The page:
Not only that, but the flow rate also affects how large an area you can clean in a given amount of time. A lot of water produced in a short time lets you hose down a big deck more quickly. A small amount in the same time – that is a smaller flow rate – means you have to swish the wand back and forth longer to get the whole deck clean.
Naturally, that total time is influenced by the pressure, nozzle shape, and other factors, but on average a higher flow rate will do the job quicker. Something in the lower range – 1.5 GPM for example – might clean a 40 square foot patio in 10 minutes. But to clear off a 150 square foot patio in the same time would likely require a flow rate closer to 3 GPM.
Notice that the area has almost quadrupled but the flow rate is only double. That’s just the way these things work. You often get much more ‘bang for the buck’ from a higher rated pressure washer. But keep in mind that those higher flow-rate machines typically have much higher pressure ratings as well. The two tend to be ‘coupled’ by the manufacturers.
Turning that around, as with pressure ratings, lower-end pressure washers typically offer lower flow rates. An inexpensive electric model might produce only 1.5 GPM; a beefy gasoline-powered unit might push 2.7 GPM or more. Naturally, as with higher pressure rate washers, the price tends to go up as the flow rate does.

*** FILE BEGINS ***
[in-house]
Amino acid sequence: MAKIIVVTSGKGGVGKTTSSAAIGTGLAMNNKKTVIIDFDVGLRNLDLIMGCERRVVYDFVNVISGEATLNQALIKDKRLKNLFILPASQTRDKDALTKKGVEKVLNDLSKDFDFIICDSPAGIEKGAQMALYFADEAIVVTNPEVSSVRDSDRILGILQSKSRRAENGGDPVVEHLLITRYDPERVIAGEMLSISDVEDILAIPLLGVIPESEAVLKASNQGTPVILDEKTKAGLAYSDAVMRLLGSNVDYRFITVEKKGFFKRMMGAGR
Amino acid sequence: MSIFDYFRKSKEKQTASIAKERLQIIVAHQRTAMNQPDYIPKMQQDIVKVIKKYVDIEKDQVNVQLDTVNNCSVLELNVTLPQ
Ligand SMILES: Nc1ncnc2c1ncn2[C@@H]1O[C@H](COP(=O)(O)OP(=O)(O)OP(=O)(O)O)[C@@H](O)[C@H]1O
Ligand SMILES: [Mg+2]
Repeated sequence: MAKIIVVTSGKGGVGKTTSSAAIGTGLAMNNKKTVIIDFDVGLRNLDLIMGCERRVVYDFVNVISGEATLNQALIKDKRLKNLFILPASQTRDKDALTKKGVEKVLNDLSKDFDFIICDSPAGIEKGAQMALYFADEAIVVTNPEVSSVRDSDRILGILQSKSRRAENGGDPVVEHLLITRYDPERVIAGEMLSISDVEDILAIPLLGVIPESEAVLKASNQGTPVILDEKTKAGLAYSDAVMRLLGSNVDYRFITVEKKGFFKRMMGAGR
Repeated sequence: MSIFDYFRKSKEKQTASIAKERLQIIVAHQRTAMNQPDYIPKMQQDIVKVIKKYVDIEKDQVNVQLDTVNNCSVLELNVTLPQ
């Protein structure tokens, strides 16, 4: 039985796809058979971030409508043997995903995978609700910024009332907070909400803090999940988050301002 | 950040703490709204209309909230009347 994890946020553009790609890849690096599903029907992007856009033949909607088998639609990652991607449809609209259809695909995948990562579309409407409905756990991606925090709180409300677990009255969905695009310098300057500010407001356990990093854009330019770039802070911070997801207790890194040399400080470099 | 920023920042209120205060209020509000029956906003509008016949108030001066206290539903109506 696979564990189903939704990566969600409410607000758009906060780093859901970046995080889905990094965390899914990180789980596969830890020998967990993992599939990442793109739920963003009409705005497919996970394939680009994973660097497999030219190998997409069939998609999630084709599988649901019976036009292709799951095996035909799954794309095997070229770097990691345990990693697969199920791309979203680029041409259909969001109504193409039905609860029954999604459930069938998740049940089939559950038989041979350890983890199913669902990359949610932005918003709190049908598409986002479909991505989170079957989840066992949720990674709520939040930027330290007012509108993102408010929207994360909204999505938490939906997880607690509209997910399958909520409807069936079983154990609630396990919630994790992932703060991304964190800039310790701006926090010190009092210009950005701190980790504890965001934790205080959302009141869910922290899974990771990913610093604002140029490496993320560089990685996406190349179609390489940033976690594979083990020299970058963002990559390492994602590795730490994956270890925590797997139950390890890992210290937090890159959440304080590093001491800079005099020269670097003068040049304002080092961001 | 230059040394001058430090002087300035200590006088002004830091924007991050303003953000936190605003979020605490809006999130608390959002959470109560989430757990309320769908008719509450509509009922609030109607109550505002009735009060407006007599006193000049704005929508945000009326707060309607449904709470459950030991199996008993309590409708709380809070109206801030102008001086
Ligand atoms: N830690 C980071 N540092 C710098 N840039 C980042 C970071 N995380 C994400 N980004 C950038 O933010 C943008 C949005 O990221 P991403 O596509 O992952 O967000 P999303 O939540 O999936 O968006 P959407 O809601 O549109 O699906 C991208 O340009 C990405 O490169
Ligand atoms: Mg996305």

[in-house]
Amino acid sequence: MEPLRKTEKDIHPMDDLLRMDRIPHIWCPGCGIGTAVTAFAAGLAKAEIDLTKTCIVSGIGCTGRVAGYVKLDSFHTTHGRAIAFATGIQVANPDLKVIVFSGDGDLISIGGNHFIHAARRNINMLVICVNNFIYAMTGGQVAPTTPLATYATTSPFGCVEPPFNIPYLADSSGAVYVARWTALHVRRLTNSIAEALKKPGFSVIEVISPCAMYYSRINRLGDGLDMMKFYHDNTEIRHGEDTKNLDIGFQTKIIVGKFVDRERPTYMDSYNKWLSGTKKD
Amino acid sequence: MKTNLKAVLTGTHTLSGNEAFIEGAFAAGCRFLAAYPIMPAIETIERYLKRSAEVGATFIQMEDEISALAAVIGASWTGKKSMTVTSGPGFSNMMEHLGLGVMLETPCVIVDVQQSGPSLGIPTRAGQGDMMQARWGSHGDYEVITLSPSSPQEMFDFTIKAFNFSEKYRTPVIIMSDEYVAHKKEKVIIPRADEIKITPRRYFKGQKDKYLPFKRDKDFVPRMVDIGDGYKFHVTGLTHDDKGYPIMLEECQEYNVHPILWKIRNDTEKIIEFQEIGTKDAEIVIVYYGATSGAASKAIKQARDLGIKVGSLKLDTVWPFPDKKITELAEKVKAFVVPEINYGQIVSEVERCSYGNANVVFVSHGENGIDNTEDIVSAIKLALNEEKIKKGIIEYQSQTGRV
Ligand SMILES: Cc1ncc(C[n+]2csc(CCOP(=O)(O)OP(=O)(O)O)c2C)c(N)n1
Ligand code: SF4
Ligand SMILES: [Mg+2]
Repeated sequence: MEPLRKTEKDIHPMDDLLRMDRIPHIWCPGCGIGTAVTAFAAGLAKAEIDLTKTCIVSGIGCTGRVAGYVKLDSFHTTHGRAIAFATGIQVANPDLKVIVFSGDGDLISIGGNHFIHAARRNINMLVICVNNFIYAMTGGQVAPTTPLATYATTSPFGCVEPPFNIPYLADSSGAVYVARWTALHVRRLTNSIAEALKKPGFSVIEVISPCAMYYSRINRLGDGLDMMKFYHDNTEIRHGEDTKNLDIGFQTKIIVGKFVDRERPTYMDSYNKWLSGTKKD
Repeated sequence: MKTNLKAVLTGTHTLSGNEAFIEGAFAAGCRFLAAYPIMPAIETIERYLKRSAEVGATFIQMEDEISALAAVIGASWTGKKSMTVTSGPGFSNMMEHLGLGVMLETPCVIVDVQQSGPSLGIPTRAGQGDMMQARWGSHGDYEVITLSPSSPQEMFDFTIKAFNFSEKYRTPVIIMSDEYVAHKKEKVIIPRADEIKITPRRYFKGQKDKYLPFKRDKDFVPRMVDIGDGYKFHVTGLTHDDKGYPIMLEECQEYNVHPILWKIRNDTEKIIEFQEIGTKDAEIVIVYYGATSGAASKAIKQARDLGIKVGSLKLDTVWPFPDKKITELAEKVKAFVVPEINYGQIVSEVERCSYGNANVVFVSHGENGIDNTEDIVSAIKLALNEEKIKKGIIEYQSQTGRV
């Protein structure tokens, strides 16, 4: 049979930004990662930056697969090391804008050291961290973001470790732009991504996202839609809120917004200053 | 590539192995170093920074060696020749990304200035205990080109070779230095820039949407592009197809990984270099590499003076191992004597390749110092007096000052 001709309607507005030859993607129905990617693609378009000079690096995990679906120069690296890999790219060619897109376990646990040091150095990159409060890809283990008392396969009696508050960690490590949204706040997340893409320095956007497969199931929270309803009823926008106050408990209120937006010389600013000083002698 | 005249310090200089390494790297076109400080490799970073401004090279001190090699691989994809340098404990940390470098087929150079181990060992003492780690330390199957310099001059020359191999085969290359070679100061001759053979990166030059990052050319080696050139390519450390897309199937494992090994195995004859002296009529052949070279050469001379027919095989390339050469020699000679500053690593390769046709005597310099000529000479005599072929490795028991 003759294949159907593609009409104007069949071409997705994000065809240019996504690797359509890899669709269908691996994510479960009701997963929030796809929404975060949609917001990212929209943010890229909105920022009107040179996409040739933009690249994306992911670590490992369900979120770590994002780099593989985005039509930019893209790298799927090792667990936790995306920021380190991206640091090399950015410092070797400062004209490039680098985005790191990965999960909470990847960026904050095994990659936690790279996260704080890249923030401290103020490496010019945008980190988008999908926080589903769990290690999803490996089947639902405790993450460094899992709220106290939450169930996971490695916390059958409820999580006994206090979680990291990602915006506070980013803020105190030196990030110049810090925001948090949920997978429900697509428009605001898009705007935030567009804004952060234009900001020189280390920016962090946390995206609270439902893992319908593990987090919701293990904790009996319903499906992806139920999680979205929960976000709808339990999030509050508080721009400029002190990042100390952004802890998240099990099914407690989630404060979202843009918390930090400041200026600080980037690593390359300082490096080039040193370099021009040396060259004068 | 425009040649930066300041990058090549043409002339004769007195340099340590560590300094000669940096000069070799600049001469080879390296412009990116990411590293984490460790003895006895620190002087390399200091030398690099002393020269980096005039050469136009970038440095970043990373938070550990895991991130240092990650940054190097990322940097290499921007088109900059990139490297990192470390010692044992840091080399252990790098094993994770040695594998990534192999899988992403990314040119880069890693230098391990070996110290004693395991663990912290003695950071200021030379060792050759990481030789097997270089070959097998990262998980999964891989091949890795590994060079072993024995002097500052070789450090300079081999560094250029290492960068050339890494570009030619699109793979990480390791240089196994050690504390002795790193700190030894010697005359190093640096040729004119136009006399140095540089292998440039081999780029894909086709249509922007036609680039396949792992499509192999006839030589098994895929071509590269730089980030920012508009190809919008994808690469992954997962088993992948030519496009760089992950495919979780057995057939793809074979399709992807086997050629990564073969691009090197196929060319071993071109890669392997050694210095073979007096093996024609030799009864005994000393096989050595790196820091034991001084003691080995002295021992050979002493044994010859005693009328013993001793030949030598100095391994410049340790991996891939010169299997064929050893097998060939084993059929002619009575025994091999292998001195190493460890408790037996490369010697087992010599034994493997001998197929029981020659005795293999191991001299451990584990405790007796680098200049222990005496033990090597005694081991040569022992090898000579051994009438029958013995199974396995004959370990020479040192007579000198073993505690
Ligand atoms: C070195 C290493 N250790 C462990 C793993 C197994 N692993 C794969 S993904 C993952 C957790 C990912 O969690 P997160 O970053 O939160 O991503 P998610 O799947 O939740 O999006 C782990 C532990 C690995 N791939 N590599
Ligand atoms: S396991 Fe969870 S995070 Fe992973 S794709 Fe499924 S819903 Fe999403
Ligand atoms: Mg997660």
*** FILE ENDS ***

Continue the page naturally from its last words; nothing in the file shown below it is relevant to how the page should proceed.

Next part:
CP – Cleansing Power
Many pressure washer manufacturers offer a number they call Cleansing Power, sometimes called Cleaning Units (CU). It’s simply the pressure x flow rate, PSI x GPM. In my experience, it’s not terribly useful. It can make one model look more impressive than another, but usually, it simply makes a relatively weak pressure unit look better by offering a larger flow rate. That’s not usually a good tradeoff.
Horsepower (HP) and Wattage (W)
This category is less important when selecting pressure washers but I’ll cover it for the sake of completeness. It will come as no surprise that more horsepower usually means a higher pressure rating. But not always; that’s one reason for discussing it. If a gas engine generates a ton of power but the washer offers only a modest PSI you know that unit isn’t very efficient. Something to watch for.
Similar considerations apply to electric models. Here, the tricky bit is that manufacturers tend to tell you how much current the pressure washer’s motor draws – in amps – rather than how much power the motor actually provides to the pump. Such is life. You can still get a rough idea by comparing the relative current ratings – say 13A versus 15A – of different models.
In general, whether considering a gas-powered model or an electric version, more power is better. But, of course, you have to balance that against other factors. Cost is the obvious one but, particularly in the gasoline-powered arena, the noise level is another. More powerful engines are usually noisier. They may also run up against legal constraints, such as the need to be CARB compliant in California, for example.
It’s a good idea to understand what the various pressure washer ratings mean. Getting a technical understanding helps you evaluate the likely real-world behavior of one model versus another. And, since the various models invariably cost more for higher numbers you can get a good idea this way whether the larger price is justified.